Since New York’s profile of famed photographer and alleged sexual abuser Terry Richardson was published Sunday, former models and others have come forward with new details about their experiences with Richardson.
Anna del Gaizo wrote about her experience posing for Richardson in 2008 for Jezebel.
Richardson didn’t even shoot any of the photos. His assistant held the camera and pressed the buttons, while he gave direction. At first, I simple stood in front of the white wall, making goofy faces, then I moved around, vamped it up. He suggested I show my “tits.” I’m not against nudity by any means, so again the answer was, “Sure. Why not!” He entered the shot for a few photos. Then, as I was kind of crouched down posing, I suddenly felt his semi-hard penis pressing very hard into the right side of my face. No warning whatsoever. (I had been looking straight ahead at the camera, evidently too distracted to notice him whip it out beforehand.) He pressed it to my open mouth, giggling. Leslie smiled, saying something to the effect of “Isn’t this fun?” He wanted a blow job, and he wanted it documented.
Disgusted and unnerved as I was, I smiled and laughed back as she continued snapping pictures for a few moments. I didn’t want to act afraid; I was outnumbered, and I thought showing fear or outright shock would lead to something worse. I just knew I wanted to get out of there as soon as possible. I stood up, fixed my bra, muttered something about having to get back to the party, and jetted out of there, returning to Delicatessen to down a vodka soda and try to forget that I had just gotten totally taken advantage of like a naïve schoolgirl.
Model Sena Cech told BuzzFeed that a source’s claims that she had “instigated” sexual contact with Richardson were “a flat-out lie.”
I was completely taken off guard. I was not warned that I would be expected to pose nude or engage in any sexual activity at the casting. [Richardson’s assistant] Leslie Lessin then asked me to grab his penis and twist it really hard. I was worried about getting dirty and about hurting Richardson, but he just pushed his penis into my hand and I halfheartedly twisted it and pulled it for a few pictures. Then I asked if they had the shot and went to wash my hands and get dressed. I did not instigate the penis twisting, nudity or any kind of sexual touching. The experience was not consensual. It was revolting and humiliating.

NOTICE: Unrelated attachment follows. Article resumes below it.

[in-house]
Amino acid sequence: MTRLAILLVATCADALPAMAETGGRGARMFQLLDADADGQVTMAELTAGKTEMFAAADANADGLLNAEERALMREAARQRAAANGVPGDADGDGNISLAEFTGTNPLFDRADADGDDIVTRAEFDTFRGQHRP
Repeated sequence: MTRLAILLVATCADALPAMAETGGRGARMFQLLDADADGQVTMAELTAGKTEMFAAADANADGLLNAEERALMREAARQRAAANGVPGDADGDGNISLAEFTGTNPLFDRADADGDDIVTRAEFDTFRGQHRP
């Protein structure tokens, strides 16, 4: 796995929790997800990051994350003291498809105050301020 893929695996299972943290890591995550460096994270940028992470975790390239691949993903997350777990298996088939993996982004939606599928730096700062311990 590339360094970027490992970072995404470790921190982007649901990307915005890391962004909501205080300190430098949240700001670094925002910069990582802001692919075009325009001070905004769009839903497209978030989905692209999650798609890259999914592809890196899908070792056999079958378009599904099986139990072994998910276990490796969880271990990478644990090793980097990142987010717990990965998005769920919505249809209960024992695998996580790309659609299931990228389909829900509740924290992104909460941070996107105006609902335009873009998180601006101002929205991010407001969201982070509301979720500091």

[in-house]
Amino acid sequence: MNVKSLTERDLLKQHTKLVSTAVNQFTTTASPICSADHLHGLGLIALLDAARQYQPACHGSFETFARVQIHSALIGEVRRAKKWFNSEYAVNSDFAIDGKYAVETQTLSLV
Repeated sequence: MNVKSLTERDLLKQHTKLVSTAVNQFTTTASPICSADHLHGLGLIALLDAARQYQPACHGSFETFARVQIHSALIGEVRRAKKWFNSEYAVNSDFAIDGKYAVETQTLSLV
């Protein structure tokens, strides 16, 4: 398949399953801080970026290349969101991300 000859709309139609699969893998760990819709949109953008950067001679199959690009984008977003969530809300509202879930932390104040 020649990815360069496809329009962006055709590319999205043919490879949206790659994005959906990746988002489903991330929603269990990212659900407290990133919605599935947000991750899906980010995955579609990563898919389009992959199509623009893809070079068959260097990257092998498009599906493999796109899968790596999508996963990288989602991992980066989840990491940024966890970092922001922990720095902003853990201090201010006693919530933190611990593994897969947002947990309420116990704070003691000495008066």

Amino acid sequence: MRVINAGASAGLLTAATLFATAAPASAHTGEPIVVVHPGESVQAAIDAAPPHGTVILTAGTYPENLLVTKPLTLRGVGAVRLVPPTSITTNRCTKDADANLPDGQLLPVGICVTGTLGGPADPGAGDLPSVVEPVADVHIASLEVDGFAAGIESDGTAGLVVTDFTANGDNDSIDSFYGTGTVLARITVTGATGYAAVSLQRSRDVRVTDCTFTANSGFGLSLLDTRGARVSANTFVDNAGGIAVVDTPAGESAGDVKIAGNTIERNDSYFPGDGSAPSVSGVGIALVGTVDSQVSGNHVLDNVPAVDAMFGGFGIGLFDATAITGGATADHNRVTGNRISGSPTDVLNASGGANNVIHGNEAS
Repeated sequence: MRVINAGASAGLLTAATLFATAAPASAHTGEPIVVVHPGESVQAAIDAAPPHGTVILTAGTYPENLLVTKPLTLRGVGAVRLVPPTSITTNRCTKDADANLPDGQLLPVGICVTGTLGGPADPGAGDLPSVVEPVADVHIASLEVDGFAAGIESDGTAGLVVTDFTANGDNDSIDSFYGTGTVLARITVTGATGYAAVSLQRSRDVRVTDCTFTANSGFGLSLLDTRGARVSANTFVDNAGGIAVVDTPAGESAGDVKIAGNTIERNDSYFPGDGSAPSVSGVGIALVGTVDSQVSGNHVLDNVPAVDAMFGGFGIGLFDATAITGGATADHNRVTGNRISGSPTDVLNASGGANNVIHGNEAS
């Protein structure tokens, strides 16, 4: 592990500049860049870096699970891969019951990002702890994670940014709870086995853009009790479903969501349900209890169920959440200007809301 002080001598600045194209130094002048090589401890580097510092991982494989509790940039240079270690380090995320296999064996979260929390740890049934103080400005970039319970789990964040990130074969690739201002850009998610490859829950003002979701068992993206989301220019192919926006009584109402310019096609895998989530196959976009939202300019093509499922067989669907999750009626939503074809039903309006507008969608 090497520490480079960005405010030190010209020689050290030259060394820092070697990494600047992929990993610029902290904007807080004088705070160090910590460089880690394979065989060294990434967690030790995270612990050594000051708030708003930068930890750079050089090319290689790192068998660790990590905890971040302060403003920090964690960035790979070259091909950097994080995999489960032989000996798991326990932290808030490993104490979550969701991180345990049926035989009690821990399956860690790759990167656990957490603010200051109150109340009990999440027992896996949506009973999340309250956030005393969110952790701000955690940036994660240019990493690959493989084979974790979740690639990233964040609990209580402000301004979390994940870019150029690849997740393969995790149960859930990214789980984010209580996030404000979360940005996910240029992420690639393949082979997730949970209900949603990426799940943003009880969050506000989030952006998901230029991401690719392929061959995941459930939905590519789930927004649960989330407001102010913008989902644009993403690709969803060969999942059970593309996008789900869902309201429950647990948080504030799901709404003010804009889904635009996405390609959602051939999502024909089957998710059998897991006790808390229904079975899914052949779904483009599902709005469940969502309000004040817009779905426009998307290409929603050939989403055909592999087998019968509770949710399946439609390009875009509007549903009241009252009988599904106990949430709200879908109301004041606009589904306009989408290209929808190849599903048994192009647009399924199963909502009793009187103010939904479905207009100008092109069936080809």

In The Guardian, Jamie Peck, one of the first women to speak out against Richardson, described discovering herself in sexually explicit photos she didn’t remember posing for.
This was not entirely unexpected. A little while before that, I came across a photo of Richardson reaching out to grab my breast. It jogged a vague memory of “Uncle Terry” groping me without asking — something I was always terrified would happen when I was modeling for Guys With Cameras — but which I didn’t precisely recall happening in the shoot I wrote about. It made me wonder what else I wasn’t remembering.
It was not a very good feeling to have, least of all when I’d already spoken at length about my experience in the belief that I was telling the absolute truth. I worried what conclusions Wallace would draw for his readers. My conclusions would, I figured, be somewhat different: trauma — particularly sexual trauma — affects memory, often in ways that allow predators to traumatize their victims while simultaneously rendering them unreliable witnesses to their own lives.